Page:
Bebinca (also called Bibinca or Bibink) is a quintessentially Goan dessert that most people who have had it, rave about. There are some of us don’t quite like it, but it’s a dessert you cannot be indifferent about. Made with flour, sugar, loads of egg yolks, coconut milk and ghee (clarified butter)/ butter, this multi-layered pudding-like dessert is so rich that anyone who can eat a large slice of it is asking for trouble. Christmas in Goa is incomplete without Bebinca, as are most other celebrations in Catholic homes here.
Bebinca seems to exist in one form or another across former Portuguese colonies in Asia. I have seen it served in an Indian restaurant in Portugal, and I understand that it is similarly made in East Timor as well. Macau has a coconut milk custard-like version called Bebinca de Leite. In the Phillipines, it is Bibingka which is not layered, but a cake made from rice flour or tapioca flour and coconut or cow’s milk and cooked in banana leaves. There is an Indonesian layer cake called Kek Lapis which looks a lot like Bebinca in its layers, but is made differently.
Bebinca is the kind of food that makes for tall stories that you might almost believe. If you come down here, you might get to hear of the days when Bebinca was made with a hundred yolks, had so many layers that it was unbelievably tall and would take the better part of a day to bake.
There is some truth in all this. While it requires a lot fewer than 100 egg yolks, and there has been a 16 layer version and it does take a few hours to make, there is no denying that even making a 7 or 8 layered Bebinca requires a bit of time and skill. It’s definitely not one of those desserts you can throw together at the drop of a hat.
The batter is made up and then each layer is cooked like a pancake, over which the next layer is poured and cooked and so on till the batter is used up. Each layer must be cooked from the top, and usually takes about half an hour to cook. Traditionally this is done by placing hot, burning coals on the lid of the pan in which the Bebinca is cooking so only the topmost layer gets cooked. Slow even cooking is the key. Over cooking can lead to a chewy rubbery texture while the desired texture is soft, pudding and well cooked.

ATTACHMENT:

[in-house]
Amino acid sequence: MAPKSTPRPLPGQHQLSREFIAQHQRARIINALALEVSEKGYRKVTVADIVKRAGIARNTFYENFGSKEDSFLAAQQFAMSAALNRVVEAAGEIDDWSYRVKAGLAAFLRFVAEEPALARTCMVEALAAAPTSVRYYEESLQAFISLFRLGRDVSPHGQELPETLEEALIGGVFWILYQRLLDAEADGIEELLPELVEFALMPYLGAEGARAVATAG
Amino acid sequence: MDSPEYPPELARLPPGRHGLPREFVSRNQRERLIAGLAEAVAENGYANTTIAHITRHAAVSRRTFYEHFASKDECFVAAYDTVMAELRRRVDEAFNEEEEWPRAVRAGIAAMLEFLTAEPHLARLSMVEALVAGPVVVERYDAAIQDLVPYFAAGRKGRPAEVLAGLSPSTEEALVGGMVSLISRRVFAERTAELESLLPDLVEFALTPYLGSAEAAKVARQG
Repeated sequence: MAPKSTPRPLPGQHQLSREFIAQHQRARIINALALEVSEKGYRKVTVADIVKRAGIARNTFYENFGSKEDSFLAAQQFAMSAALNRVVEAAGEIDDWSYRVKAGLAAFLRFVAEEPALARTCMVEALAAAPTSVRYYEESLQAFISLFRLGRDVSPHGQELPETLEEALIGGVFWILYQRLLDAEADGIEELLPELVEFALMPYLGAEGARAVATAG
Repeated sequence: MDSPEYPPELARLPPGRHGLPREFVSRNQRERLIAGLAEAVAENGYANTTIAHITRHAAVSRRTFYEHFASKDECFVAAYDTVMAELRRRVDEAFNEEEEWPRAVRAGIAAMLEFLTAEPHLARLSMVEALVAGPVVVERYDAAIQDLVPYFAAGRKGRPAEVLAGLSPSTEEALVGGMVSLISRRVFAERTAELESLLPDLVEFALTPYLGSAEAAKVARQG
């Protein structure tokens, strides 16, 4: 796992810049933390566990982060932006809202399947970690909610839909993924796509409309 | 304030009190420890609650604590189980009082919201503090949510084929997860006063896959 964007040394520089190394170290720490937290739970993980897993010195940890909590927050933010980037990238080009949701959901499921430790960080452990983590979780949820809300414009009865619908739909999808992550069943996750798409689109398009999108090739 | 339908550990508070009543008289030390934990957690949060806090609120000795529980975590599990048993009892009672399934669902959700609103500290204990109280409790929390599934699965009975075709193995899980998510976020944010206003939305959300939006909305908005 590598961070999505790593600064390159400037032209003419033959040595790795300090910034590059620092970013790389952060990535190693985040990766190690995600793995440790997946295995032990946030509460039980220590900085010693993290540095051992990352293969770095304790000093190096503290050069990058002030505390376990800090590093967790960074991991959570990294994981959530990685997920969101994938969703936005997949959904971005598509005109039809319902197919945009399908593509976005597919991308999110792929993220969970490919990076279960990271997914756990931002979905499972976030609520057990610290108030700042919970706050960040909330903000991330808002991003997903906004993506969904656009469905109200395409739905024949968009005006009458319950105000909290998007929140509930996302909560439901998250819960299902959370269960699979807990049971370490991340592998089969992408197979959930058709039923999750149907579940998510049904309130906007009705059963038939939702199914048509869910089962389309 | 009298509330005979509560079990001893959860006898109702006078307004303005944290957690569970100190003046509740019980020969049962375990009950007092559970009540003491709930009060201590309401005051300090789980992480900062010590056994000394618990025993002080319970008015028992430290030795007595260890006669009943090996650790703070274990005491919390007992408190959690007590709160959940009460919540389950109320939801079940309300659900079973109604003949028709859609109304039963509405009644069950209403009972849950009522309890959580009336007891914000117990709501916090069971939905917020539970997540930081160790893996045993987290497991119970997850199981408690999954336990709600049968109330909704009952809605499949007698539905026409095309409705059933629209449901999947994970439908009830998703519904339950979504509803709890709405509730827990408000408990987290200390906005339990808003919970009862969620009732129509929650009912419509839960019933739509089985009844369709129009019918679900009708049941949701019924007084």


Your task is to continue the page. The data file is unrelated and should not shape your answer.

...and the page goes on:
Think of a stack of thin pancakes fused together as one yet where each layer retains its integrity to form a multi-layered cake and you have an idea of what Bebinca looks like. The trick is to cook it over low heat so each layer is cooked through, yet stays soft and pudding-like without becoming chewy. The darkened top of each layer of cooked batter lends the beautiful layered look when Bebinca is sliced.
In Portuguese, the Goan Bebinca is known as Bebinca das Sete Folhas (Bebinca of Seven Leaves, referring to the seven layers). So it’s not surprising that fewer people make Bebinca at home today, even during Christmas. Most families know someone who is acknowledged as the best Bebinca maker in their neighbourhood and come any festive occasion, an order is placed and the Bebinca is brought home and shared. Some of the very small Goan bakeries or “Aunties” who make them at home to order, serve up the most awesome Bebinca. There are packaged versions available, that tourists take back with them, which are not bad but they’re not the real deal.
While my husband loves Bebinca, it’s not something I really like. That said, I have always wanted to try my hand at making Bebinca at home but using hot coals wasn’t an option for me! Then I discovered that one could cook it in an oven but never gathered the courage to try it.
All the recipes I found online, and a couple in some books, had me a bit confused and I didn’t want to risk adapting in my usual style, as I knew there was a lot that could go wrong here. Then I remembered the Joanita Auntie downstairs. In India, we don’t address elders by their names, not even if they’re not family. So a lady who is reasonably older than oneself is usually addressed as Auntie as a mark of respect.
As I was saying, I know this Auntie who is the mother of two of my former neighbours (they’re sisters). She lived just down the road from our housing complex and would drop in to visit her daughters quite frequently. I asked her for a recipe to make Bebinca and that is what I used. Her method includes the addition of a caramel sauce to one half of the batter. I have not come across this before but she tells me that it ensures a more pleasing contrast between layers once the Bebinca is done and sliced.
Usually home bakers cook bebinca in a moderate oven (I’ve seen temperatures from 160C to 200C in various recipes!) which should be about 180C (350F). I decided to cook my Bebinca in the grill mode of my oven as it meant that the upper heating element would cook it from the top.